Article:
Now MagnaGas is public and I think it does demonstrate that clean can mean profitable. I concede it does trade by quotation on the OTC/BB.  So for those of you who find micro-caps like MagnaGas just too risky, lets move to the other end of the capitalization spectrum to Valero. 

Myth #2  -  Larger public companies may be fundamentally sound, but they are stuck with legacy operations and will never be “clean.”

You might recognize Valero Energy (VLO:  NYSE) as one of the largest oil and gas refiners in the U.S.  Why would I advocate a company deep in the oil and gas industry?  Valero has made significant investments in renewable fuels, beginning with a very smart purchase of several ethanol facilities back about four years ago when the ethanol industry began to crumble and go bankrupt.  Most recently they announced plans to augment one of their refineries in Louisiana to produce renewable diesel from chicken fat. 

Do not roll you eyes here.  Valero is planning to produce renewable diesel from chicken fat.  Not only that, they are playing for it themselves.  Valero was approved for U.S. government loan guarantees, but decided that government involvement made the planning process too unwieldy.  Valero knows what needs to be done and they are using their own money.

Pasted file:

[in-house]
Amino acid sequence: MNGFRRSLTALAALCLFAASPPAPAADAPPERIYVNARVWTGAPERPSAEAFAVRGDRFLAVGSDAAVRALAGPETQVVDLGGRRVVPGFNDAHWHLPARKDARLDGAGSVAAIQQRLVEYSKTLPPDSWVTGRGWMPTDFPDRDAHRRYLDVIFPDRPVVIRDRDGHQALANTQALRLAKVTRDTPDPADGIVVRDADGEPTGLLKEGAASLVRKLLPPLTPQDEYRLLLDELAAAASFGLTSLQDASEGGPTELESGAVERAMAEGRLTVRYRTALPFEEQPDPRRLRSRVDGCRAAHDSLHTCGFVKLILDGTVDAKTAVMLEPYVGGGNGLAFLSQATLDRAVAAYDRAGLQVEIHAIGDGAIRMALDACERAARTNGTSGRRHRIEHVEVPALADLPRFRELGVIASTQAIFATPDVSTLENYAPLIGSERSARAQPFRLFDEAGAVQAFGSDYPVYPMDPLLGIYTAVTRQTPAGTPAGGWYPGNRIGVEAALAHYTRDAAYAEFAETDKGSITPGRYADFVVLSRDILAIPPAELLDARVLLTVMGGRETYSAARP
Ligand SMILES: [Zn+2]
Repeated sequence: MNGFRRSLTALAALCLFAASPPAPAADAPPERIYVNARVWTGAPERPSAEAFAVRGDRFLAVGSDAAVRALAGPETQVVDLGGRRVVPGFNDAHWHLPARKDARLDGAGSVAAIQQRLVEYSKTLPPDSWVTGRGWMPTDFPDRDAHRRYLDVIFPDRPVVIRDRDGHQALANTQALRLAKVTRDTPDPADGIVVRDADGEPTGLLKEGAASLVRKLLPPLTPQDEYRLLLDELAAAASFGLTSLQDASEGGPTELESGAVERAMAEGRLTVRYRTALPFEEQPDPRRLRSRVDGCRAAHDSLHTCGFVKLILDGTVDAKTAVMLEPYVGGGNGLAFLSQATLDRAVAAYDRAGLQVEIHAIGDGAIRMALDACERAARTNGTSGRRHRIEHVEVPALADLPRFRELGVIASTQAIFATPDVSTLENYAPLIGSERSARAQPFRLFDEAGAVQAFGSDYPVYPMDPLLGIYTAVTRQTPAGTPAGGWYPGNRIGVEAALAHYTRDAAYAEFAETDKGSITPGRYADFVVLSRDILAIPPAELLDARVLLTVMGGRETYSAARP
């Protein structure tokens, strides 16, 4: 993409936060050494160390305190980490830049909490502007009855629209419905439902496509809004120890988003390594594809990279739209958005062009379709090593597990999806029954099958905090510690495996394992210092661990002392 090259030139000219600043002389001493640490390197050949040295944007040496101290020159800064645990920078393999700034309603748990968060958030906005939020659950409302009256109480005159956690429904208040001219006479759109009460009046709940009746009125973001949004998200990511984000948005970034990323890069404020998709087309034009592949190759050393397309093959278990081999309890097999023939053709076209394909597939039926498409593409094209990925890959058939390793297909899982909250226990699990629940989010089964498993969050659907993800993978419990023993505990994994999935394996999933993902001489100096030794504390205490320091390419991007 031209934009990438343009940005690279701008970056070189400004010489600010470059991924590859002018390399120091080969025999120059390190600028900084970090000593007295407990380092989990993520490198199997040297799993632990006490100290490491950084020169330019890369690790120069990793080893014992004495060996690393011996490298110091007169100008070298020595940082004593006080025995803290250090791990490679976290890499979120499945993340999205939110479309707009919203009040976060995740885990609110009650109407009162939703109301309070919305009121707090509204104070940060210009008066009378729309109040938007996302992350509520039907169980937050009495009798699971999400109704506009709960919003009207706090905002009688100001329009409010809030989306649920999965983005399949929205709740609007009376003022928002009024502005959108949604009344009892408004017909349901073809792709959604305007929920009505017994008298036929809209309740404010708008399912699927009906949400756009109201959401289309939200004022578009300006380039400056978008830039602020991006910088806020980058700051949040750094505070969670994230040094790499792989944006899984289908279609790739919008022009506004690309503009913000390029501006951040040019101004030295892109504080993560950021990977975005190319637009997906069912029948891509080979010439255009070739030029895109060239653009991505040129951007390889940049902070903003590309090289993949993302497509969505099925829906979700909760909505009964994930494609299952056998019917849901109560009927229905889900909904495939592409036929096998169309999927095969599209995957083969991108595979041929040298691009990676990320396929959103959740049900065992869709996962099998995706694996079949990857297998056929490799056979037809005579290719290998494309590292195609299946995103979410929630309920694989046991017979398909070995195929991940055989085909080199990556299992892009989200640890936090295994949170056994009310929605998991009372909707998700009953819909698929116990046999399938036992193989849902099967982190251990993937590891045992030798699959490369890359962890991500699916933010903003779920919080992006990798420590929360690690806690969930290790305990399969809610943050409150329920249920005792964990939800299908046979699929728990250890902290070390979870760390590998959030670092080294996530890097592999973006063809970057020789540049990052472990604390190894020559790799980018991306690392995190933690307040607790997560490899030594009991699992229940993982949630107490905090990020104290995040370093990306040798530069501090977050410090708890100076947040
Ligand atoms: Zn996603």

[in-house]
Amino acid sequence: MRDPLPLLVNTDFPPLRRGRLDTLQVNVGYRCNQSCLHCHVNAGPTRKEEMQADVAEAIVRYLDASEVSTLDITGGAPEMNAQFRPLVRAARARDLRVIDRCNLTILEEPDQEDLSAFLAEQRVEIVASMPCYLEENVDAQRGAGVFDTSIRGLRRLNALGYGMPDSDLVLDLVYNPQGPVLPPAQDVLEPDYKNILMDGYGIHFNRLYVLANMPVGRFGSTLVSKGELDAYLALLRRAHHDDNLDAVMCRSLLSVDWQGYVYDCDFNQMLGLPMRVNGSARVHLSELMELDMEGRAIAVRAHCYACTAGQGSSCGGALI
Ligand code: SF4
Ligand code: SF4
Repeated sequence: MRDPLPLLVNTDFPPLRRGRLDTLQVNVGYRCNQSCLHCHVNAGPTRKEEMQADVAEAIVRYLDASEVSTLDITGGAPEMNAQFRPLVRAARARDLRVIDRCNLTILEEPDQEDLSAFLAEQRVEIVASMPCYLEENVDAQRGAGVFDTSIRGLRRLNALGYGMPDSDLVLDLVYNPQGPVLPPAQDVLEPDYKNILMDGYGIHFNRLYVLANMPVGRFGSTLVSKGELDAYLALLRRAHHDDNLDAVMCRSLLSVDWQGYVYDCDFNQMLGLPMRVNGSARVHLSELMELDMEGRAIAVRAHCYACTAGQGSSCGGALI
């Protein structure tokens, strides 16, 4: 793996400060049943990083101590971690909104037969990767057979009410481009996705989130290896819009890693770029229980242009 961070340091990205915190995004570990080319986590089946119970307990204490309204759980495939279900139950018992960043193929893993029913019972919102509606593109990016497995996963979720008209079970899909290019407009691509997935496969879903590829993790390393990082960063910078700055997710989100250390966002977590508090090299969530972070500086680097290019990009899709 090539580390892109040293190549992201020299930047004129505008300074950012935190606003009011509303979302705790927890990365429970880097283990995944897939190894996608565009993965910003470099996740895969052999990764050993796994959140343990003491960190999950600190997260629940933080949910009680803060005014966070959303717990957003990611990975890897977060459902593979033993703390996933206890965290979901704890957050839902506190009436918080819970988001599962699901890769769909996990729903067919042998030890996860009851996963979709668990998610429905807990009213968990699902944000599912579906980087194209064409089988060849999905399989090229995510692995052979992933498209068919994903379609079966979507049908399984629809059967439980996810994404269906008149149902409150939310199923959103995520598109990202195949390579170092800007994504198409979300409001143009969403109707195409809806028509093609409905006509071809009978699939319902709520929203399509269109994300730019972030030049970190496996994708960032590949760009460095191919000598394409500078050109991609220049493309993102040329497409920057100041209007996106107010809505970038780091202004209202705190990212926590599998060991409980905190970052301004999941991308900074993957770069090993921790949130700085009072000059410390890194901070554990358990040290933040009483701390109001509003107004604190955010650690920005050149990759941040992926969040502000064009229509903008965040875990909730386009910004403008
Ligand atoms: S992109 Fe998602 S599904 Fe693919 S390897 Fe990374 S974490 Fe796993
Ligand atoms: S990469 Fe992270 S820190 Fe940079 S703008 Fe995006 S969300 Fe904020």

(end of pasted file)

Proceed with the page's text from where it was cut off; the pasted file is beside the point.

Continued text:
Myth #4  -  There is no such thing as a profitable, strong public company with “clean” products.

If you are too green to invest in a fossil fuel company like Valero, consider its joint venture partner Darling International (DAR:  NYSE) instead.  Darling is a food by-products recycler.  It is collector of animal parts from meat packing plants not used for human food, bakery products that do not make it to store shelves and used cooking oil from restaurants.  It processes these unwanted organic materials and resells it for use in the pharmaceutical industry, animal feed, and yes, the biofuel industry.  It is a new age upstream fuel producer.

No upstart, Darling has a lengthy history of operation with a national footprint.  It has achieved that important $1 billion market in revenue and has a track record of strong profits and cash flow generation.  It trades ample volumes on a national exchange.  What is more it is 100% “clean.”  

These four ideas prove that it is possible to invest in clean without having to accept unpalatable risks associated with unproven technology or lack of profits.  What is more, the “clean” investment can also mean companies of size and reputation.


Speech presented June 14, 2011 at New York Society of Securities Analysts.


Neither the author of the Small Cap Strategist web log, Crystal Equity Research nor its affiliates have a beneficial interest in the companies mentioned herein.  Crystal Equity Research has a Hold rating on DAR. Pureti is included in Crystal Equity Research’s The Mothers of Invention Index in the Materials Group.  DAR and MNGA are included in the Beach Boys Index in the Renewable Diesel and Biofuel Groups, respectively.